19:24 / 25.09.2022.

Author: Domagoj Ferenčić

Still no changes to BiH's election law ahead of general election

Bosnia and Herzegovina

Bosnia and Herzegovina

Foto: Armin Durgut / PIXSELL

The general elections will be held in neighboring Bosnia and Herzegovina in seven days. Roughly 3.3 million voters will go to the polls to elect their political representatives at the state, entity and county levels.

The elections are being held in the midst of a major political crisis due to the election law, which allows Bosnian Muslims to elect who will represent Bosnian Croats in political institutions. As a result, many are predicting that the crisis will spill over into the post-election period. The Croatian National Assembly candidate for the Presidency of Bosnia and Herzegovina, Borjana Krišto: "Given that Bosnia and Herzegovina was established as a state of three constituent peoples - Croats, Bosniaks and Serbs - only a solution based on the principle of the constitutional equality of all three peoples can guarantee its security and survival, but also a European future!"


Meanwhile, analysts say that the pre-election campaign is void of concrete solutions to the problems in Bosnia and Herzegovina. Political analyst and the Editor-in-chief of the Interview.ba website, Senka Kurt: "I don't see any concrete measures being presented, just lies about robots, drones, hundreds of thousands of new jobs, and about how as soon as they come to power we will join the European Union and so on..."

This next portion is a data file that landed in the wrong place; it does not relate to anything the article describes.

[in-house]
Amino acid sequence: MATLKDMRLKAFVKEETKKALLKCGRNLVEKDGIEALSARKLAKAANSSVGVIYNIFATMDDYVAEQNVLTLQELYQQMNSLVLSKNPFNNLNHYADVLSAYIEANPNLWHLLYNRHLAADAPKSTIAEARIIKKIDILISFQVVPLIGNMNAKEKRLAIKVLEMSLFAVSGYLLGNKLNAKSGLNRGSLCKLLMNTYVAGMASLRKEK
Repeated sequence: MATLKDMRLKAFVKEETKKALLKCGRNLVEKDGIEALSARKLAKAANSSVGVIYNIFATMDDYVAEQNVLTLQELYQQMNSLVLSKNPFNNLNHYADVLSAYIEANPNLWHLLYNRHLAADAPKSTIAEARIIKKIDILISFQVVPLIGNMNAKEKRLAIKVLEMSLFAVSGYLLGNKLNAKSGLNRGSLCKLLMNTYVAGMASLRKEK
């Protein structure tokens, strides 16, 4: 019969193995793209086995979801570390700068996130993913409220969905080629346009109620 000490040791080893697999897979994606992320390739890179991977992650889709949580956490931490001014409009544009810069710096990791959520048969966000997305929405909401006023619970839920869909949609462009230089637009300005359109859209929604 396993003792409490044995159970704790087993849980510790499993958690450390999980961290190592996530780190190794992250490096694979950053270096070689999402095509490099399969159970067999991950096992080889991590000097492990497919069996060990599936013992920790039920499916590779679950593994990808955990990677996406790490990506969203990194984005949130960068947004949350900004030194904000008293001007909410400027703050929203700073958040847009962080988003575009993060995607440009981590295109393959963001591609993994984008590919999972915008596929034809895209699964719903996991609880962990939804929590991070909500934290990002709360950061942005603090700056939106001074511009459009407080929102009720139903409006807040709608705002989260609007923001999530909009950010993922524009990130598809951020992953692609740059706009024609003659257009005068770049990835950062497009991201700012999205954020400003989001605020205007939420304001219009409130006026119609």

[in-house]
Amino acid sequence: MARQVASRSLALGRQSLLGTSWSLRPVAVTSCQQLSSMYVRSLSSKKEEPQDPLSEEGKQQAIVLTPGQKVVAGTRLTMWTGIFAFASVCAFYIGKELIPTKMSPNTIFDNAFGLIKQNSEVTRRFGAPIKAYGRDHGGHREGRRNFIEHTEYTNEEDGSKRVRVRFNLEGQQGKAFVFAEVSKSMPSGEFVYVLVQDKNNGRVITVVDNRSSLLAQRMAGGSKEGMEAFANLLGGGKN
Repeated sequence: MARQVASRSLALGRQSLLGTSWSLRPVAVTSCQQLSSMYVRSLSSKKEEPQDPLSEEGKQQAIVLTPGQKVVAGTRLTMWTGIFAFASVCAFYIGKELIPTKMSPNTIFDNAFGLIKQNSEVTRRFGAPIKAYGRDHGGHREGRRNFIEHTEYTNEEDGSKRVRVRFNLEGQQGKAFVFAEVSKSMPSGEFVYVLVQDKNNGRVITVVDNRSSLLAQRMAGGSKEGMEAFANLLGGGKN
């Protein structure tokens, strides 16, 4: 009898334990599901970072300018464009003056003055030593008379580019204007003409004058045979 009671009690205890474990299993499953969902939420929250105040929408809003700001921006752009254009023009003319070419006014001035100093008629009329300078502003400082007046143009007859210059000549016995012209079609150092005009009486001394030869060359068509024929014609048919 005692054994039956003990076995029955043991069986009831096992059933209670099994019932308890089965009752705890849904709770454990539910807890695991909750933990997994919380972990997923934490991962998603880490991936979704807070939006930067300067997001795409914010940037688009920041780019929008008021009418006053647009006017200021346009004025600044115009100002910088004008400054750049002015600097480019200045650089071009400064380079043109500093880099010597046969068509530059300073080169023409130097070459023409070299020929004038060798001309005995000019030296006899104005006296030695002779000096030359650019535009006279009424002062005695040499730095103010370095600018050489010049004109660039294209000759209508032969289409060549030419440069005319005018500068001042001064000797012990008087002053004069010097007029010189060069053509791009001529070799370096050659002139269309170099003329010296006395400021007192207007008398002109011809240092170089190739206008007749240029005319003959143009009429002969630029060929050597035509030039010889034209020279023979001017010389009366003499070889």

And while many expect High Representative Christian Schmidt to amend the election law, it remains to be seen whether Bosnia and Herzegovina will finally get a government that reflects the democratic will of all three constituent peoples, or whether the practice of imposing political representatives on Croats will continue. Political analyst and journalist for Večernji List in Mostar, Zoran Krešić: "In this election campaign, Željko Komšić is leading the way with his hatred for Croats and Croatia, in a bid to attract as many Bosniak votes as possible!"


Kurt feels that the splitting of the Bosnian Muslim vote could work in Krišto's favour: "I think that the Bosniaks will focus on either Izetbegović or Bećirović and in that light Borjana Krišto will have an easier task."


Appearing on Croatian Television's "Sunday at 2" talk show today, the president of the Croatian Republican Party from Bosnia and Herzegovina, Slaven Raguž, said that while the basic rights of Croats in Bosnia and Herzegovina are being violated, the country needs constitutional and not just electoral changes: "78 percent of the budget goes to service the public administration in Bosnia and Herzegovina, while the European average is 17 percent. Such a massive discrepancy means that this is a hotbed of corruption. So, whoever does not want to discuss how to resolve the constitutional, administrative territorial concept of Bosnia and Herzegovina wants Bosnia and Herzegovina to remain as it is. But this is unsustainable in the short term, let alone the medium and long term."


Source: HRT

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